COs, leader clash at Ripley meeting

Field Editor

Camp Ripley, Minn. Tension between DNR conservation officers and
St. Paul administrators over changes to scheduling and working
conditions boiled over at a meeting in Camp Ripley last week when
comments by Enforcement Division Director Bill Bernhjelm elicited
boos and jeers from assembled officers. Bernhjelm had criticized
legislative lobbying efforts by the officers’ union, the Minnesota
Conservation Officers Association (MCOA).

“I implied that misinformation spread at the Capitol by the MCOA
wasn’t helping the division’s situation,” Bernhjelm says.

The meeting was a combination awards ceremony and training
session for conservation officers, and was to include a
question-and-answer session about the new direction being taken by
the Division of Enforcement. Training was directed at core values,
the agency’s mission, and personal leadership. Tempers flared
during the training session. Bernhjelm admits that he allowed the
heated discussion to get under his skin, but stands by his
assertion that MCOA activities are hindering the Division’s

“I continue to believe the tactics the union uses are
counterproductive to our success as a Division,” he says.

Union President Tony Cornish says conservation officers have
been writing letters to members of the Legislature expressing their
concerns with changes being implemented by Bernhjelm and the
agency. Cornish, who lobbies for the union during the legislative
session, announced this week that he is planning to run for a seat
in the Minnesota House of Representatives (see sidebar).

The changes to field enforcement are intended by the DNR
administration to raise the profile of conservation officers by
requiring them to have offices in DNR buildings, schedule their
work time, take calls from a St. Paul-based central dispatch, and
to use marked vehicles. Traditionally, officers have worked from
home offices and adjusted their patrol time in the field to be out
whenever they were most likely to encounter people participating in
natural resource related activities.

Bernhjelm was unable to say how the changes might improve
protection of the state’s natural resources. But he said the new
offices would make it easier for other DNR staff and the public to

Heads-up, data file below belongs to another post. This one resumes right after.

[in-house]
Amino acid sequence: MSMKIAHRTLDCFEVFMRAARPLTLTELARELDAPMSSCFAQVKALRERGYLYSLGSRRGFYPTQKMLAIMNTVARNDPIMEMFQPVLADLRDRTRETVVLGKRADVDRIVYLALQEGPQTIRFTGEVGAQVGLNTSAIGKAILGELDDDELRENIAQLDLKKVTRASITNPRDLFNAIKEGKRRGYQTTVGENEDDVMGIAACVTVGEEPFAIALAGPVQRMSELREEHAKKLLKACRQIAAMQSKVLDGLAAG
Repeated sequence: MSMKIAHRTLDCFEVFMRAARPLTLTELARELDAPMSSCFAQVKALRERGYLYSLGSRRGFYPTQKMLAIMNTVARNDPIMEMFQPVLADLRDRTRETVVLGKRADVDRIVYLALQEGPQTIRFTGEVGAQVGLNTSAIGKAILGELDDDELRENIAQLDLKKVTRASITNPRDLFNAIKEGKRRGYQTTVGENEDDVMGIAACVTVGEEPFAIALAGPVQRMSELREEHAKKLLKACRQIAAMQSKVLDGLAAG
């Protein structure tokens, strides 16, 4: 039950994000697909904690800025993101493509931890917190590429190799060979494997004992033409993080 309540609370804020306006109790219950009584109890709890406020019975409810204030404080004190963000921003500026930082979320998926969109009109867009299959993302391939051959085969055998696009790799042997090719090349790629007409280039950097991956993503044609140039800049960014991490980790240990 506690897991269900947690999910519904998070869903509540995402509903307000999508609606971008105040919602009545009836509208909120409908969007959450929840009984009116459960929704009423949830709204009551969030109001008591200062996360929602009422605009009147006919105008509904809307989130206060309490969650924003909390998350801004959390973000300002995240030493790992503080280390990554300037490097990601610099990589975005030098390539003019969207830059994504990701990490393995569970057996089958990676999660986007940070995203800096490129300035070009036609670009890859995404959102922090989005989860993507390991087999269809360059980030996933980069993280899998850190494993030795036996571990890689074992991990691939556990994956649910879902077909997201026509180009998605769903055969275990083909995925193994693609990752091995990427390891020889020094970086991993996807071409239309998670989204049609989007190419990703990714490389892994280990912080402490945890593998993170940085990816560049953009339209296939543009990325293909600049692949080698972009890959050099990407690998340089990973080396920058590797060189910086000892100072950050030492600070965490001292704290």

find a conservation officer if they need one. The fundamental
change is intended to limit the independence of field officers and
get them to conform to an administrative system. A new, written
regulatory structure is being developed so that errant officers can
be disciplined. Bernhjelm said the regulatory changes are being
made based upon the actions of “a very few” officers.

Setting up scheduling that will let managers know when
conservation officers are working yet maintain flexibility for
officers to do work effectively will be a challenge, Bernhjelm
says. Another priority will be to see that supervisors spend more
time in the field working with individual officers. The average
supervisor oversees eight officers, but some have 10 or 11
officers. Getting into the field with officers is difficult due to
the distances between supervisor offices and field stations.

“We may need more supervisors to be able to spend time in the
field,” Bernhjelm says.

Distance, and the remote location of some field stations, will
make it difficult to find DNR office spaces for some officers.
However, administrators feel it is important that conservation
officers have more interaction with other DNR staff.

Dispatching from a central location may present challenges, too.
Dispatchers will need to have intimate familiarity with state
geography in order to know locations that callers describe and
contact the appropriate officer. Bernhjelm believes this can be
addressed with training. He said it may be possible to connect
callers with officers on cell phones or have the office call back
to get more information.

“There is no perfect system,” he says. “We’ll do the best we can
with the resources we have to get the job done.”

Could the Turn-In-Poachers line, a toll-free number widely
publicized by the DNR, become part of the dispatch system?
Bernhjelm says no, because that line, answered either from the DNR
St. Paul office or the Detroit Lakes highway patrol dispatch, is
intended for a reward system. He is uncertain whether conservation
officers will continue to have a home telephone as they do now.

Bernhjelm is committed to moving forward with the changes and
hopes to leave the hard feelings from last week’s meeting

“Now we’re trying to get back to business,” he says.

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